When a mammoth, modern structure broke ground on the banks of False River in 2018, residents had their guesses on what it would become.
“People would stop and ask if we were building a church,” says Monique Breaux, principal designer of POSH Exclusive Interiors, who created the home in a rare design-build process with her husband Tim Breaux, owner of Iron Horse Construction and Development out of Lafayette. “It was hysterical. For some time, it became known as the tabernacle.”
And while the property was always intended to be a residence, onlookers weren’t entirely wrong: There’s something quite spiritual about the place.
The scale of the home, for one, feels almost cosmic. At about 4,000 square feet with a towering pitched roof and simple exterior design that balances Scandinavian inspiration with a modern farmhouse aesthetic, it stands out like a beacon among the quiet area of traditional waterfront camps. Inside, 18-foot ceilings tower over the communal space. Glossy slabs of stone and marble add ornate touches throughout, from the kitchen down to the fish bar on the dock.
Still, from the first step through the front door, the deity this property was designed to honor is made clear. It’s not luxury, comforts or size—though this home has all of that in spades. This home, rather, was made to worship the waterfront.
Inspired by their frequent trips to the Hamptons, the homeowners wanted to bring a high-end beach vibe to the Louisiana property. And that started with the architecture.
On trend with some of the new builds in the Hamptons, the home stands as a monolithic, almost barn-like, structure. To achieve this look, the Breauxs designed the home around the lot’s maximum setbacks and then used exacting ratios to determine its ideal footprint.
Monique explains the home as being “reverse engineered.” Rather than building around amenities the owners desired, it was designed to be in proportion with the property first.
“That’s why the house is so massive in scale,” she explains. “It’s because to honor that architecture, it had to be that height. But interestingly enough, on the water, it appears as if it’s the absolute perfect proportion.”
Inside, the cavernous space was designed so that the horizon of the lakefront would serve as the backdrop of the living spaces. A catwalk from the street level leads dwellers into the main floor that sits a full 50 feet above the water below. The result: a view off the open kitchen and living room’s vista that’s only interrupted where water meets sky.
“It’s just like a painting,” Monique says. “You really want to focus in on the subject, and the subject for me was the water and the view.”
Even the whitewashed modern dock and boathouse were kept as simple as possible and placed at an exacting angle so as not to disrupt the view from above. “I’ve been doing this for 30 years and I’ve never had to be so specific,” Monique says of the architectural design process.
The appointments in the home’s main level honor its locale as well, but in a more sophisticated fashion. In the muted-tone kitchen, six polished barstools with rich blue upholstery are tucked under a massive stone island. Frosty light fixtures and a 6-by-6-foot painting of melting ice cubes play on the aquatic elements of the region in an unexpected way.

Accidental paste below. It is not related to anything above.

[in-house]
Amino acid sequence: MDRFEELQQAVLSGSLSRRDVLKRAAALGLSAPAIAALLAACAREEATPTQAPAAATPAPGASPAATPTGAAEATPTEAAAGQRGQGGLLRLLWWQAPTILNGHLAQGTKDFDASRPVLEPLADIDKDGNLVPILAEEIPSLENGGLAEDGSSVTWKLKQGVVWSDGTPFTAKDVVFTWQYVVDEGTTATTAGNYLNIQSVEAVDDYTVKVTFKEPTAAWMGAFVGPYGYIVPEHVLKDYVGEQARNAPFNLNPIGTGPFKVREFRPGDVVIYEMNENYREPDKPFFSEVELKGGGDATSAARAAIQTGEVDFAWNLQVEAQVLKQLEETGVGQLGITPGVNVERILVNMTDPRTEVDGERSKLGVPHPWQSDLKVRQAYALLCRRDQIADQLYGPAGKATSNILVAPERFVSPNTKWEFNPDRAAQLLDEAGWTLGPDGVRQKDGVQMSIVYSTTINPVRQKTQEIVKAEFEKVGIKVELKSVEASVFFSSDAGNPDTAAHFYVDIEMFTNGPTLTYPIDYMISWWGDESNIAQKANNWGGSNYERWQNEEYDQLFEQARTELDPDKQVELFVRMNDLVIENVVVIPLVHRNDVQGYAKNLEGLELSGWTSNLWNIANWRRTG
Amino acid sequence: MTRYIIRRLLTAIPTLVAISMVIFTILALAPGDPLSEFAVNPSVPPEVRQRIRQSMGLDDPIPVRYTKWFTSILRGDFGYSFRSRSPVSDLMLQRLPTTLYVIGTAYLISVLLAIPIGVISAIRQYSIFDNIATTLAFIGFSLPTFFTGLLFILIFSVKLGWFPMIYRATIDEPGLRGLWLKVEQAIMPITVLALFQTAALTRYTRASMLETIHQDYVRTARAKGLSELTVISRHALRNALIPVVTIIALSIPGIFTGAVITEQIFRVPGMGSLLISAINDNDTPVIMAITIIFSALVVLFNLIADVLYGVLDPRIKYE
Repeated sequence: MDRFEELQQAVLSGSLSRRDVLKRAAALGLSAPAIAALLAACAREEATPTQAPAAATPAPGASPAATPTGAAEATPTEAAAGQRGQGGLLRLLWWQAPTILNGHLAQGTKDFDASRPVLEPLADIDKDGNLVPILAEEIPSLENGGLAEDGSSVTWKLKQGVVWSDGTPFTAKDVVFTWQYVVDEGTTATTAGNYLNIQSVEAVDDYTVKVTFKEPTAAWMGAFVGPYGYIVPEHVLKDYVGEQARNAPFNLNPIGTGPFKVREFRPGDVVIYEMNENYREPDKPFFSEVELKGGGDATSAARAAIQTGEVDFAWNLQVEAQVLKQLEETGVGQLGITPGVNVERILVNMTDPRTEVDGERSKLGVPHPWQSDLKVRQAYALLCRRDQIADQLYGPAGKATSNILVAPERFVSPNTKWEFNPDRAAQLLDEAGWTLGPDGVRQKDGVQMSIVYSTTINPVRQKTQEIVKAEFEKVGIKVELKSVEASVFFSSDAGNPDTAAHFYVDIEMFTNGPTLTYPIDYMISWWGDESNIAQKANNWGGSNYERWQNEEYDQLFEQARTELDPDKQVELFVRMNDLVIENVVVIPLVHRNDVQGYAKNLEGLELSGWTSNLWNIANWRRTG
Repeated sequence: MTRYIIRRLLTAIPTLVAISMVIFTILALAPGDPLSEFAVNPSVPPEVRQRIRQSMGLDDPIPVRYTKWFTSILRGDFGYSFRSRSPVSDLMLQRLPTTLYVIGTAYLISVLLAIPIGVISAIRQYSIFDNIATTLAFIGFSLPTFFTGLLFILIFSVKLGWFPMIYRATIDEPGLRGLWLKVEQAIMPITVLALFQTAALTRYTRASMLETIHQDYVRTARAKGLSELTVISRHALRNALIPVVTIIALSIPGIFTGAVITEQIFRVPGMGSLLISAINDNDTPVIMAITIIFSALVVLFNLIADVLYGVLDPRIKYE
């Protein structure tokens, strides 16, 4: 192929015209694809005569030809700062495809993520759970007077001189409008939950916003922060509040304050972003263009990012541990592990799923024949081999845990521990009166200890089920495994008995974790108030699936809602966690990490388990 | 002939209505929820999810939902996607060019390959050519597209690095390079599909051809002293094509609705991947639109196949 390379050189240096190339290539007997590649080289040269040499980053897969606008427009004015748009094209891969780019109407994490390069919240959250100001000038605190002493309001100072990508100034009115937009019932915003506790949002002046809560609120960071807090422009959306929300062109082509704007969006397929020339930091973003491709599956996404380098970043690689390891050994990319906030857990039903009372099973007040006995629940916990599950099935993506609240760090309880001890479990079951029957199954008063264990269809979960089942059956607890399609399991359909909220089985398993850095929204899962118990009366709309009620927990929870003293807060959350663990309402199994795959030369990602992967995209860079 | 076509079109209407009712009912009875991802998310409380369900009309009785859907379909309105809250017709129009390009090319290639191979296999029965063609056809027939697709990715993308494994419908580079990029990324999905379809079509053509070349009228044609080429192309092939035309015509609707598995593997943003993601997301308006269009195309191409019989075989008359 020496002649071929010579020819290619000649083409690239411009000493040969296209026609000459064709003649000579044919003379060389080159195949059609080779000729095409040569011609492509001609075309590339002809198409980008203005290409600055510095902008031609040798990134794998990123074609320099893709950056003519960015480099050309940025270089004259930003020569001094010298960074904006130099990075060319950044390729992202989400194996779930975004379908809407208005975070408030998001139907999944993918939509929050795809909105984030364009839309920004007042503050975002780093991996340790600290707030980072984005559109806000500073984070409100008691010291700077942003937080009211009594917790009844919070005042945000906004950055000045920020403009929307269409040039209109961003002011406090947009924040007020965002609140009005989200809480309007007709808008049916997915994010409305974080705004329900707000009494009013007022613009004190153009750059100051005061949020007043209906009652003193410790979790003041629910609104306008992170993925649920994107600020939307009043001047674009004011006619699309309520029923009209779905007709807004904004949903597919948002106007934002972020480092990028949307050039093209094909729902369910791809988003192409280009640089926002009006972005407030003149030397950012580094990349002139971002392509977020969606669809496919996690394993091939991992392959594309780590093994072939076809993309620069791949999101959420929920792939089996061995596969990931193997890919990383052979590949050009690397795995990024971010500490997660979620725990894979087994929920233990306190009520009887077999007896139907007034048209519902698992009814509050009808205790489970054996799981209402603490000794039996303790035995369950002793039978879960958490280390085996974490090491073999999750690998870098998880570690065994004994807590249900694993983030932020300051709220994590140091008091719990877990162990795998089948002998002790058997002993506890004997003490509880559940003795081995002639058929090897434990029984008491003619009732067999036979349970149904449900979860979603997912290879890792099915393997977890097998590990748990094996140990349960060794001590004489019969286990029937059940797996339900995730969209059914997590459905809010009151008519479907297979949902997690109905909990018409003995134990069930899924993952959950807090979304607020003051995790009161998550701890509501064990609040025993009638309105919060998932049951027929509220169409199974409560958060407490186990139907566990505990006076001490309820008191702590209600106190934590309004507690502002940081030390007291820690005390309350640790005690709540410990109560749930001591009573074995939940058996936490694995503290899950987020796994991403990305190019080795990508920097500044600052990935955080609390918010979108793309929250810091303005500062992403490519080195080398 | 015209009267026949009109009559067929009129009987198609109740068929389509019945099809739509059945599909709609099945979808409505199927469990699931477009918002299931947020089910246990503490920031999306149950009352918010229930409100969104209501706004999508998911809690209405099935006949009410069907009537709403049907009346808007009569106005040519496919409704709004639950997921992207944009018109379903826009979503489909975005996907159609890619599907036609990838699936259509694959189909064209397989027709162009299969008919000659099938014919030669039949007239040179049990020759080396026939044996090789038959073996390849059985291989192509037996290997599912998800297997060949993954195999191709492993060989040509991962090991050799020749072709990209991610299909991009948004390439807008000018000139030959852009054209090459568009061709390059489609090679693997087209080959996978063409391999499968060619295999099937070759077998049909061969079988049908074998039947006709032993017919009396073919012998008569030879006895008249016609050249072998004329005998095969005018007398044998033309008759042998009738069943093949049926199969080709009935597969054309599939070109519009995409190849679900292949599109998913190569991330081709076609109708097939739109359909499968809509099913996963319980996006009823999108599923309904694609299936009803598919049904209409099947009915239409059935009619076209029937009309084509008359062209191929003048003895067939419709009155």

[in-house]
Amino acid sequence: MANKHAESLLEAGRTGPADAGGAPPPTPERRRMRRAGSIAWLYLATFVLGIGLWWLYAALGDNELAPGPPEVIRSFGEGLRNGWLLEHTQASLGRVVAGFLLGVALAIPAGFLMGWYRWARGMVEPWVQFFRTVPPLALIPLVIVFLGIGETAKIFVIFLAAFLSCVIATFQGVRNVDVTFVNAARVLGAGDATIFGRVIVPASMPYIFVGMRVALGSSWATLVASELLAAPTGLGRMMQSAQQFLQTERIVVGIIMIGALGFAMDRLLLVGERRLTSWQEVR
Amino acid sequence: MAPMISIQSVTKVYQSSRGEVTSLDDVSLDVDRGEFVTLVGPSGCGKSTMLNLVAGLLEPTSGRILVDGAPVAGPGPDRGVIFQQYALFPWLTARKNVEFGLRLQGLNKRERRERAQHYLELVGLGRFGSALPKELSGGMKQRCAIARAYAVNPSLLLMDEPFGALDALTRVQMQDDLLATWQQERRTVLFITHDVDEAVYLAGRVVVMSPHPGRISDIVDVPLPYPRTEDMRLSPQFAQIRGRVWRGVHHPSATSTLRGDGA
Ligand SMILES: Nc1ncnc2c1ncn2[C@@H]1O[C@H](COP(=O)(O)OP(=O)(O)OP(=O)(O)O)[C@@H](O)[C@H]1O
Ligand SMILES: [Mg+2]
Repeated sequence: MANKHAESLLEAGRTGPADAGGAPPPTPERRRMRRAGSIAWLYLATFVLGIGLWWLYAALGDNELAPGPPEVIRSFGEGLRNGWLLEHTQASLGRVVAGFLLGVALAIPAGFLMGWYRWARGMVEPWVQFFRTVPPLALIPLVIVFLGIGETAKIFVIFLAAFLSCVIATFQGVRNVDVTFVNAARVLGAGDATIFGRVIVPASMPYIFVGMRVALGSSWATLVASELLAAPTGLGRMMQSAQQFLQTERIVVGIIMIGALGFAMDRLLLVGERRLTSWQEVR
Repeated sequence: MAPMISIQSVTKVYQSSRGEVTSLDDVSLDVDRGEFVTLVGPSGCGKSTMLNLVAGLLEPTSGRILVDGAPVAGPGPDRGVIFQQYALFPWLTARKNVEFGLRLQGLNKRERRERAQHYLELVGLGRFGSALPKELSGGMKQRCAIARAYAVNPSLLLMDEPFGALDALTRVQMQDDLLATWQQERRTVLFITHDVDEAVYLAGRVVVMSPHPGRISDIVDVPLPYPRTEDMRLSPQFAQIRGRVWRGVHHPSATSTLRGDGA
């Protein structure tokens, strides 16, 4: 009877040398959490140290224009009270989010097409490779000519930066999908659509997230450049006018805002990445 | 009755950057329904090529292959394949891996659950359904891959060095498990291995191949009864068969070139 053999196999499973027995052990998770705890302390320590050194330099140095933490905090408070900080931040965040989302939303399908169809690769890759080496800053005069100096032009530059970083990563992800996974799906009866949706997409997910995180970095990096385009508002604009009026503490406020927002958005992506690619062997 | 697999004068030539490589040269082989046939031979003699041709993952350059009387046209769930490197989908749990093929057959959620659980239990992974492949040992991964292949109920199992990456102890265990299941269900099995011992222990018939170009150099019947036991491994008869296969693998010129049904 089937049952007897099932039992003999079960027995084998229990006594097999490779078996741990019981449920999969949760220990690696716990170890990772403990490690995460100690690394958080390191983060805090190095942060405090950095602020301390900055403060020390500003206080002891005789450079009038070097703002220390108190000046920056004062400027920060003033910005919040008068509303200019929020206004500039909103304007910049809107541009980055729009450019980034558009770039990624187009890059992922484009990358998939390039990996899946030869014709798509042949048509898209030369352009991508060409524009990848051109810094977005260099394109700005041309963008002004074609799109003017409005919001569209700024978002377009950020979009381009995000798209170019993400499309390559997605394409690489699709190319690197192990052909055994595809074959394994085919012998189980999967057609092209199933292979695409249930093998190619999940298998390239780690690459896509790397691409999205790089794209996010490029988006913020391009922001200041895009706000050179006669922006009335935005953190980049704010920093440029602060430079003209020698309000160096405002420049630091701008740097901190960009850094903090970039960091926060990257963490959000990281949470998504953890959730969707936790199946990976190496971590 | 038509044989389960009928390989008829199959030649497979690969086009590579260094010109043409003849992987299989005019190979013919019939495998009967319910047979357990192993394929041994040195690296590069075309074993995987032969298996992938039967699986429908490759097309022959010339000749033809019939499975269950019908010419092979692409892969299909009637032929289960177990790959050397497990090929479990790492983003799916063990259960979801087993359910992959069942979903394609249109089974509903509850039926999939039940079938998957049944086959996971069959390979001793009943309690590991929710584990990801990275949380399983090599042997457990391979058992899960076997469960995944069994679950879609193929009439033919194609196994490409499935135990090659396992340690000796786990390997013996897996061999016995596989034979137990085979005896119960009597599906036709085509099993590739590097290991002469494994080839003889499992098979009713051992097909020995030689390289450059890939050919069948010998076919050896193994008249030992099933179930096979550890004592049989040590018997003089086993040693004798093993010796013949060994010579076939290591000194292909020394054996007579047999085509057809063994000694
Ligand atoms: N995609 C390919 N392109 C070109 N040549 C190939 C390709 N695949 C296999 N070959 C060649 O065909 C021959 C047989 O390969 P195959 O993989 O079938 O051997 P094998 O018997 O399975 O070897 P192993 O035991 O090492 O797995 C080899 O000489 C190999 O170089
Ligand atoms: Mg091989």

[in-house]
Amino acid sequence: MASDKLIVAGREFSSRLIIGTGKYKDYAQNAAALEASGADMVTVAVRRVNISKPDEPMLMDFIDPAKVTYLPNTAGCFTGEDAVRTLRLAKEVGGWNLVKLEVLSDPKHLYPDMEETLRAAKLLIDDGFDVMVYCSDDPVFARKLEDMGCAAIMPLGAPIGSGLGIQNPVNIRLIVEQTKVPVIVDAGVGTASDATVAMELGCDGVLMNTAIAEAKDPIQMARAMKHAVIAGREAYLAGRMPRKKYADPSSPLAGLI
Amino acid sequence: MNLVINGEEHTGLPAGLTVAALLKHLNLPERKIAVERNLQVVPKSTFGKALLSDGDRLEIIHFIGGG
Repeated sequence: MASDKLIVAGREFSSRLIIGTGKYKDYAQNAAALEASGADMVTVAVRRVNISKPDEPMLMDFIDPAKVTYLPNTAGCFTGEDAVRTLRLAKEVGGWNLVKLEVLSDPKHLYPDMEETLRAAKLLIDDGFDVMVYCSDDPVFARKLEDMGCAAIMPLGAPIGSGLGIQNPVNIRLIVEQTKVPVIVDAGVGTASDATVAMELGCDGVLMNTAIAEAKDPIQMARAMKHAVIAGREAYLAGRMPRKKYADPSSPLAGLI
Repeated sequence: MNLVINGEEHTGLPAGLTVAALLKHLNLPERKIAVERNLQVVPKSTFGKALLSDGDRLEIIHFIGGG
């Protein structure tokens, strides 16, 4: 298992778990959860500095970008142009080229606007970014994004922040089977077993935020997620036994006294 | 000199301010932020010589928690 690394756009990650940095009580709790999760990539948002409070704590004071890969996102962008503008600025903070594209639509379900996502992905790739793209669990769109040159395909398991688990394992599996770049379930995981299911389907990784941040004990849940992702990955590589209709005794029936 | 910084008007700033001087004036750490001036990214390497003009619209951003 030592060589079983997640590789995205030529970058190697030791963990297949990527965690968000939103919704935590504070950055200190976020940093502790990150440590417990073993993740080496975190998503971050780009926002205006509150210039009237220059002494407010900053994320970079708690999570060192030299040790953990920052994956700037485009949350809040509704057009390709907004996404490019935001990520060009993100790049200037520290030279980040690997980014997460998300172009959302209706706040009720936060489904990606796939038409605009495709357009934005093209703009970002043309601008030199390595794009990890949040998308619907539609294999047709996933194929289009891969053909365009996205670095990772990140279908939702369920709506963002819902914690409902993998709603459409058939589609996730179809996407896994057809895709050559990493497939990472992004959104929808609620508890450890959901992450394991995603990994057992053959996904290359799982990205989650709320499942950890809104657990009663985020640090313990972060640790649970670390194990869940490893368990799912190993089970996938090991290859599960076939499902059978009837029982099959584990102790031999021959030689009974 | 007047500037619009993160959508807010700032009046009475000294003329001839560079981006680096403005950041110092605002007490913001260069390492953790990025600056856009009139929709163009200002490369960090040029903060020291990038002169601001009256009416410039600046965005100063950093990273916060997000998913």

Still, the purpose of this space is not lost. “You’re supposed to be able to gather there and have drinks and celebrate birthdays, friends and being on the lake and those sorts of things,” Monique says.
A plush sectional couch divides the living room from the kitchen, with seating for roughly 10—and more in the adjacent patterned chairs and sleek metal stools. The floor-to-ceiling stone fireplace carries the grand, chic vibe of the kitchen over to the lounging area.
The island, too, was designed with maximal proportions in mind. Monique says she and Tim challenged themselves to create something that could fit as many people around it as possible while still using only two slabs of stone—requiring them again to consider proportions and mathematics.
“It’s so Louisiana,” Monique says. “Everyone gathers around the island and never moves.”
Of course, Monique is exaggerating a tad. Dwellers and visitors do eventually leave the kitchen island. And when it’s not for waterfront fun, it’s often to retire to one of the home’s four bedrooms, each of which, according to Monique, has its own soul.
The main suite honors Monique’s signature aesthetic. “I wanted it to be serene,” she explains, “but then I wanted a bit of glam.”
A crisp champagne color douses almost everything in the bedroom from the velvety carpet to the stately window treatments and the shimmering geometric side tables, blending all together to create a monochromatic calm. But with a cloudy dark blue ink art on the wall and the 72-inch crystal doughnut chandelier in the center, the space is anything but boring.
A secondary bedroom is washed in a warm seafoam from the baseboards to the chunky ceiling trim. Two more nearly 6-foot-long pieces of flowing ink art hang above the neat bed’s headboard, reminding dwellers of the rhythm of the rocking waters outside.
A final royal blue bedroom on the main floor—a fourth suite is located on the lower level—takes on an elevated oceanic theme. The room is equipped with two double beds since Monique says the owners value entertaining, but the home “didn’t lend itself to bunk rooms.” Red and white accents—pulled from the colors of a massive photograph of a boat’s billowing sail—along wtih gold wall-mounted lamps and a wavy lined carpet give the room a sophisticated charm that would suit kids and adult guests alike.
“Grasping all of those appointments together is what presents you with the picture or the emotion that I was looking for in each and every space,” Monique says. “And that’s just overall how I design. I don’t like to be confined by any rules.”
See more photos from this home in our gallery below: